California couple charged with defrauding Paycheck Protection Program | USAO-HI

HONOLULU — A federal grand jury today returned a four-count indictment against Christopher A. Mazzei, 44, and Erin V. Mazzei, 41, of Arroyo Grande, Calif. The indictment charges the defendants with wire fraud, money laundering and conspiracy in connection with a scheme to defraud the government of forgivable Paycheck Protection Program (PPP) loan funds intended for aid related to COVID-19.

The indictment alleges that husband and wife Christopher and Erin Mazzei submitted requests for PPP funds to a Hawaiian financial institution and two other financial institutions on behalf of three alleged businesses, each time using interstate cables. For each request, the Mazzeis allegedly created false Internal Revenue Service (IRS) tax returns and payroll records, which they presented as genuine and submitted to the banks to support their requests for PPP loan funds. According to the indictment, as a result of the false and fraudulent claims, the Mazzeis received $1,365,000 in PPP loan funds, which they then used for personal purposes, such as purchasing several utility vehicles. sports and a home in Kapolei, Hawaii, among other places. things.

The CARES Act is a federal law enacted on March 29, 2020, designed to provide emergency financial assistance to millions of Americans who are suffering from the economic effects caused by the COVID-19 pandemic. One of the sources of relief provided by the CARES Act was the authorization of up to $349 billion in small business forgivable loans for job retention and certain other expenses, through the PPP. . In April 2020, Congress authorized over $300 billion in additional PPP funding.

The PPP allows small businesses and other eligible organizations to receive loans with a term of two years and an interest rate of 1%. PPP loan proceeds are to be used by businesses for payroll costs, mortgage interest, rent and utilities. PPP allows for full forgiveness of PPP loan interest and principal if the company spends the loan proceeds on these expenses within a specified time after receiving the proceeds and uses at least a certain percentage of the PPP loan proceeds on the payroll expenses.

“Our entire community suffers when federal funds earmarked for critical pandemic relief are unlawfully diverted for personal gain,” said U.S. Attorney Clare E. Connors. “We will prosecute and prosecute those who defraud programs that provide a financial lifeline to struggling small businesses in Hawaii and across the United States during the COVID-19 pandemic.”

“As the country continues to grapple with the effects of the COVID-19 pandemic, these indictments are an unfortunate reminder that there are always those who will stoop to enrich themselves unjustly, even at the expense of those who suffer around of them,” the special agent said. in charge Bret Kressin, IRS Criminal Investigation (IRS:CI), Seattle Field Office. “Financial fraud against government assistance programs is not without victims, as it directly steals resources from those who really need them. Today’s legal actions mean that IRS:CI will continue to protect our communities by investigating those who choose to commit these crimes.

“The allegations described in this indictment represent a significant abuse of the Paycheck Protection Program that was created to help small businesses that were suffering economic hardship caused by the pandemic,” said Special Agent in Charge Jeffrey D. Pittano of the Federal Deposit Insurance Corporation. Office of Inspector General (FDIC OIG). “The FDIC OIG will continue to work with our law enforcement partners in the District of Hawaii and across the country, to investigate those who seek to take advantage of Federal relief programs and threaten to undermine the integrity of our nation’s financial institutions.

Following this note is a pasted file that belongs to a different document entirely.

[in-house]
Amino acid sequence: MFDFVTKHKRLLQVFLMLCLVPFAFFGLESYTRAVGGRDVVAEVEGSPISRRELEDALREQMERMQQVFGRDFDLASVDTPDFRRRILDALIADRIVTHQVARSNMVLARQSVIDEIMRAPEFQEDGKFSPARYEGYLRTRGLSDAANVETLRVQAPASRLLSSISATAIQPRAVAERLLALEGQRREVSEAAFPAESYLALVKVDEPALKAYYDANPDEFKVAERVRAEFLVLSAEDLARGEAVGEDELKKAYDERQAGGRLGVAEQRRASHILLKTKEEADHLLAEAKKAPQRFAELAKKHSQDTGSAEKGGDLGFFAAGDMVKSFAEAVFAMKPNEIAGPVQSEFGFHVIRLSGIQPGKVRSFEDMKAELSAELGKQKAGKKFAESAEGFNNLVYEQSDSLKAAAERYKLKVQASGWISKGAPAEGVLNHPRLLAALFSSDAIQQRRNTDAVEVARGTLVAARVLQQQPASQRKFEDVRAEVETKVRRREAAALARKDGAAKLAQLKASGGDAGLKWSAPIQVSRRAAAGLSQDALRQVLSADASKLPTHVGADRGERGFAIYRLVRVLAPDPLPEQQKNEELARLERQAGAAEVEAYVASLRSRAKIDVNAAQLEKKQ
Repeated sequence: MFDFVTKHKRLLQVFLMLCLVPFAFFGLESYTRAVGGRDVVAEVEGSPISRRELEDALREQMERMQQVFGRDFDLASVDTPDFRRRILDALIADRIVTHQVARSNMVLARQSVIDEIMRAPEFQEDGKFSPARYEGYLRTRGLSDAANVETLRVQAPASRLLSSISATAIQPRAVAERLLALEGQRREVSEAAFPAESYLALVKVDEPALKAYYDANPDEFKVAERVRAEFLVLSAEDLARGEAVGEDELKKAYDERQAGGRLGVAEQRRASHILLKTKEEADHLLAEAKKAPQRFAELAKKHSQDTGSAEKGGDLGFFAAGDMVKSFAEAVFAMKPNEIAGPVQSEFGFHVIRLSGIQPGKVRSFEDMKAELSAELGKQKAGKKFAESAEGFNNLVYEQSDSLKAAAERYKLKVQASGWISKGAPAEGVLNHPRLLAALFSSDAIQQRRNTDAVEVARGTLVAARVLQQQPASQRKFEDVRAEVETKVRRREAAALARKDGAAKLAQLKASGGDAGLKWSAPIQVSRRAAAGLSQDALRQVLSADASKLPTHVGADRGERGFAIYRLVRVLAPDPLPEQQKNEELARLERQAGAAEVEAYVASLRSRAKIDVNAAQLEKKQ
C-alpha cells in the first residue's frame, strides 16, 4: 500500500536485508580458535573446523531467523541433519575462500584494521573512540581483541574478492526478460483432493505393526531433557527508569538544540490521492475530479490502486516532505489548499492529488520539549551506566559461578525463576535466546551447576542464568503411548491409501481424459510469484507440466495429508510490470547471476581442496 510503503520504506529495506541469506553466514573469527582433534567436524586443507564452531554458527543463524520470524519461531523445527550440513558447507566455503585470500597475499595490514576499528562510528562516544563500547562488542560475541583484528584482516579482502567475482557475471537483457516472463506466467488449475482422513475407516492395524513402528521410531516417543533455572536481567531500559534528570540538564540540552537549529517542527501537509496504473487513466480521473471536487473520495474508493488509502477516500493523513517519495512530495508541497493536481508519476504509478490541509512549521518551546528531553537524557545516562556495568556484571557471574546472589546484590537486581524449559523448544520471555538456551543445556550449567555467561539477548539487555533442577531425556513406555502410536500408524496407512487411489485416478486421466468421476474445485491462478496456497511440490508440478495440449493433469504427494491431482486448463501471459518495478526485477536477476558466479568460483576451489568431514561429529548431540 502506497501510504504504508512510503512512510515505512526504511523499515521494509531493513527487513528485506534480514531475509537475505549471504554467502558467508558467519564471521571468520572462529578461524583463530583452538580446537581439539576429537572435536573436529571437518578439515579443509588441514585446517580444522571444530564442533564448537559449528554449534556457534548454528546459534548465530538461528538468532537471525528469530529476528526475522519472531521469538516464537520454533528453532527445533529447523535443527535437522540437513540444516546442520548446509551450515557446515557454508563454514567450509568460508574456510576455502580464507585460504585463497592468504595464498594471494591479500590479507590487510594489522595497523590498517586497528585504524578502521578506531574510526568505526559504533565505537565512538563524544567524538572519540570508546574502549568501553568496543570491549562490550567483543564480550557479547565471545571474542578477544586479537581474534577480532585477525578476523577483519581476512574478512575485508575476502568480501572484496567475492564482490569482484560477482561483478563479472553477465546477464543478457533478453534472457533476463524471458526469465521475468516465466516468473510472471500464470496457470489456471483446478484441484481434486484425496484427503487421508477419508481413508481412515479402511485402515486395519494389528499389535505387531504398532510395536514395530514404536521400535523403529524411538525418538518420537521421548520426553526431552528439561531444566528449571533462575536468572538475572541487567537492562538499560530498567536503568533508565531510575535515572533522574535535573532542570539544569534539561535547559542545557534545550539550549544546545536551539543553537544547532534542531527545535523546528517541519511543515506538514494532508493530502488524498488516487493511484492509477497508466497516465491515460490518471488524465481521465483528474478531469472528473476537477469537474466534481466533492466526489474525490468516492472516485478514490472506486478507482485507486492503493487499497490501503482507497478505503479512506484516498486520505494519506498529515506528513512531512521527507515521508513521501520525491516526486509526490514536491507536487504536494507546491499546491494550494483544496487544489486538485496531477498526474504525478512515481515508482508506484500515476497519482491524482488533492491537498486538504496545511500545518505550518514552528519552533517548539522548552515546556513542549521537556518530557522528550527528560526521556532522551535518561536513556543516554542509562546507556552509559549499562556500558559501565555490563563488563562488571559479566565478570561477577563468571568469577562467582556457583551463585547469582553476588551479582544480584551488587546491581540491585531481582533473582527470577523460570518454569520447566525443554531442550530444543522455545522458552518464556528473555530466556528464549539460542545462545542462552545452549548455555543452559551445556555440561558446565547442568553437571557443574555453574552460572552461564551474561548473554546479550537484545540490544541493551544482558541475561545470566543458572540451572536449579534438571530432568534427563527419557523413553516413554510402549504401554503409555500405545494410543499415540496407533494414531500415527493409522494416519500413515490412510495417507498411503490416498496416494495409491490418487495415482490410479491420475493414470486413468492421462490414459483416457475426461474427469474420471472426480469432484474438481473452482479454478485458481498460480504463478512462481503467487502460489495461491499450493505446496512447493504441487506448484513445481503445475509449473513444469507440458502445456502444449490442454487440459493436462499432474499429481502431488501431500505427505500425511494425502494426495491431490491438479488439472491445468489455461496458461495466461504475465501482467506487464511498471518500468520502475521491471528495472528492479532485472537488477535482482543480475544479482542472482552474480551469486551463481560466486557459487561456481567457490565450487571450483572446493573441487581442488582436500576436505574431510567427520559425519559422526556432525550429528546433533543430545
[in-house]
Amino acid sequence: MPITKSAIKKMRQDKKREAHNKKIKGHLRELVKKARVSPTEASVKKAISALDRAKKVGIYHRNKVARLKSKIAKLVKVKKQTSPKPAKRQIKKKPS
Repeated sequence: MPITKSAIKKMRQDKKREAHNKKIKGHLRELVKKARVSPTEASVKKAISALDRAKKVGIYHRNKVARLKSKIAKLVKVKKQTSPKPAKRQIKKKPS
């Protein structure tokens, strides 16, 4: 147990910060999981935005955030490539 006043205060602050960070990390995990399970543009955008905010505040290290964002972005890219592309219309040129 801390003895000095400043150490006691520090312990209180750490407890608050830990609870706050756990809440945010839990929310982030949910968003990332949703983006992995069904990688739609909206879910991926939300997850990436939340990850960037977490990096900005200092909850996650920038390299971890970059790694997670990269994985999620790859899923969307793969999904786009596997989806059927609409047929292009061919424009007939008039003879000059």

“Today’s indictment sends a clear message that those who exploit and defraud financial institutions and government pandemic relief funds will be brought to justice,” said Special Agent Cory Nootnagel. Acting Western Region, Office of the Inspector General of the Board of Governors. the Federal Reserve System and the Consumer Financial Protection Bureau.

A federal indictment is just a charge. A defendant is presumed innocent until proven guilty beyond a reasonable doubt by a court.

The investigation was conducted jointly by the IRS Criminal Investigation, the FDIC’s Office of Inspector General, and the Office of Inspector General of the Federal Reserve Board of Governors, with assistance from the Office of the Inspector General of the Small Business Administration and Inspector of the US Treasury. General of the tax administration. Assistant U.S. Attorney Gregg Paris Yates is handling the prosecution.

On May 17, 2021, the Attorney General established the COVID-19 Fraud Enforcement Task Force to mobilize Department of Justice resources in partnership with government agencies to scale up enforcement and prevention efforts. pandemic-related fraud. The task force strengthens efforts to investigate and prosecute the most culpable domestic and international criminal actors and assists agencies administering relief programs to prevent fraud, among other methods, by increasing and integrating coordination mechanisms existing ones, identifying resources and techniques to uncover fraudulent actors and their agendas, and sharing and leveraging information and knowledge gained from previous enforcement efforts. For more information about the Department’s response to the pandemic, please visit https://www.justice.gov/coronavirus.

Anyone with information about alleged attempted fraud involving COVID-19 can report it by calling the Department of Justice’s National Center for Disaster Fraud (NCDF) Hotline at 866-720-5721 or via NCDF’s online complaint form at: https://www. .justice.gov/disaster-fraud/ncdf-disaster-complaint-form.

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